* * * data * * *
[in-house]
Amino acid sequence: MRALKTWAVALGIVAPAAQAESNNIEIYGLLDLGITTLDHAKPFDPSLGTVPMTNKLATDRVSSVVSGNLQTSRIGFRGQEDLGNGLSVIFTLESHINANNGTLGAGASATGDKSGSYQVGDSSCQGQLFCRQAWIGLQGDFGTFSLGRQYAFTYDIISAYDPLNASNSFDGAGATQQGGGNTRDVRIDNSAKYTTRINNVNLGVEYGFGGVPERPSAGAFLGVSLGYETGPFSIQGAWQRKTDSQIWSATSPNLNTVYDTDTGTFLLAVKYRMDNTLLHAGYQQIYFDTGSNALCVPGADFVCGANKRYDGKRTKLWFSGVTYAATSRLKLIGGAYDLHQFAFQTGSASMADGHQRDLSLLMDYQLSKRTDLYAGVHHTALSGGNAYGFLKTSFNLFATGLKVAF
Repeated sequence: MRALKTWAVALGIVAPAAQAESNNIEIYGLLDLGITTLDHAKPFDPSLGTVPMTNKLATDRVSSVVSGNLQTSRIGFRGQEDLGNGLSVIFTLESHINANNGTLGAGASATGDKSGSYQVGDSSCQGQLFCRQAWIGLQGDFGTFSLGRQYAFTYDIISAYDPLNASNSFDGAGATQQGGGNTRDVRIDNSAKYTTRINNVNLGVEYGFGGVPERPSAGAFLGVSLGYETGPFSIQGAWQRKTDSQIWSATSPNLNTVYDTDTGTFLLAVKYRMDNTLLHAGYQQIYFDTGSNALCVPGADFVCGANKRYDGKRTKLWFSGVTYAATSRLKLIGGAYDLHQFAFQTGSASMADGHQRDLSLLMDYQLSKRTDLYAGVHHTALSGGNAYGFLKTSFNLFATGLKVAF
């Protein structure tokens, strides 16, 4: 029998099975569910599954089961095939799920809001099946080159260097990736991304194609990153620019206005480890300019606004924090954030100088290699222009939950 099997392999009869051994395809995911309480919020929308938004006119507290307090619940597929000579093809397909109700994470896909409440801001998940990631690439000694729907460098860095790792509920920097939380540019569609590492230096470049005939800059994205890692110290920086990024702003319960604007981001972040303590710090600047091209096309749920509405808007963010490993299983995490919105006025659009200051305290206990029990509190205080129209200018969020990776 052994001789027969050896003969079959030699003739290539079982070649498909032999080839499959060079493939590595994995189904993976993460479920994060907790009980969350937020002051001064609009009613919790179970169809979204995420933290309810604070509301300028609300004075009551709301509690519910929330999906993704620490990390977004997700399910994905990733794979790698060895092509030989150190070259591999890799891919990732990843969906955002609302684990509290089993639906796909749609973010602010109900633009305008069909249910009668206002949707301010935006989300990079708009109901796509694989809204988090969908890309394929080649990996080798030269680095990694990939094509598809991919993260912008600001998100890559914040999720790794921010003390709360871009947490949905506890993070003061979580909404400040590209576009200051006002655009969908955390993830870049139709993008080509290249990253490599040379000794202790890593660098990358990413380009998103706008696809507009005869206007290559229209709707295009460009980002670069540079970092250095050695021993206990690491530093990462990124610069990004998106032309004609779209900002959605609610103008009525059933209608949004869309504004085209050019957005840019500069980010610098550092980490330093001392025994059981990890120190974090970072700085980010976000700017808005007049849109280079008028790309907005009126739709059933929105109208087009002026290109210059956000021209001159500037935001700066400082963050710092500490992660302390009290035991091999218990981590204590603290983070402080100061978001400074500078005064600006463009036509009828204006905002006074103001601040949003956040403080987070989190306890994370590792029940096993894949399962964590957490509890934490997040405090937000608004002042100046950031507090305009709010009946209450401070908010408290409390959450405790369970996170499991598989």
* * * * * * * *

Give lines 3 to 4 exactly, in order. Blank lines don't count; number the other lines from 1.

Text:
Repeated sequence: MRALKTWAVALGIVAPAAQAESNNIEIYGLLDLGITTLDHAKPFDPSLGTVPMTNKLATDRVSSVVSGNLQTSRIGFRGQEDLGNGLSVIFTLESHINANNGTLGAGASATGDKSGSYQVGDSSCQGQLFCRQAWIGLQGDFGTFSLGRQYAFTYDIISAYDPLNASNSFDGAGATQQGGGNTRDVRIDNSAKYTTRINNVNLGVEYGFGGVPERPSAGAFLGVSLGYETGPFSIQGAWQRKTDSQIWSATSPNLNTVYDTDTGTFLLAVKYRMDNTLLHAGYQQIYFDTGSNALCVPGADFVCGANKRYDGKRTKLWFSGVTYAATSRLKLIGGAYDLHQFAFQTGSASMADGHQRDLSLLMDYQLSKRTDLYAGVHHTALSGGNAYGFLKTSFNLFATGLKVAF
């Protein structure tokens, strides 16, 4: 029998099975569910599954089961095939799920809001099946080159260097990736991304194609990153620019206005480890300019606004924090954030100088290699222009939950 099997392999009869051994395809995911309480919020929308938004006119507290307090619940597929000579093809397909109700994470896909409440801001998940990631690439000694729907460098860095790792509920920097939380540019569609590492230096470049005939800059994205890692110290920086990024702003319960604007981001972040303590710090600047091209096309749920509405808007963010490993299983995490919105006025659009200051305290206990029990509190205080129209200018969020990776 052994001789027969050896003969079959030699003739290539079982070649498909032999080839499959060079493939590595994995189904993976993460479920994060907790009980969350937020002051001064609009009613919790179970169809979204995420933290309810604070509301300028609300004075009551709301509690519910929330999906993704620490990390977004997700399910994905990733794979790698060895092509030989150190070259591999890799891919990732990843969906955002609302684990509290089993639906796909749609973010602010109900633009305008069909249910009668206002949707301010935006989300990079708009109901796509694989809204988090969908890309394929080649990996080798030269680095990694990939094509598809991919993260912008600001998100890559914040999720790794921010003390709360871009947490949905506890993070003061979580909404400040590209576009200051006002655009969908955390993830870049139709993008080509290249990253490599040379000794202790890593660098990358990413380009998103706008696809507009005869206007290559229209709707295009460009980002670069540079970092250095050695021993206990690491530093990462990124610069990004998106032309004609779209900002959605609610103008009525059933209608949004869309504004085209050019957005840019500069980010610098550092980490330093001392025994059981990890120190974090970072700085980010976000700017808005007049849109280079008028790309907005009126739709059933929105109208087009002026290109210059956000021209001159500037935001700066400082963050710092500490992660302390009290035991091999218990981590204590603290983070402080100061978001400074500078005064600006463009036509009828204006905002006074103001601040949003956040403080987070989190306890994370590792029940096993894949399962964590957490509890934490997040405090937000608004002042100046950031507090305009709010009946209450401070908010408290409390959450405790369970996170499991598989």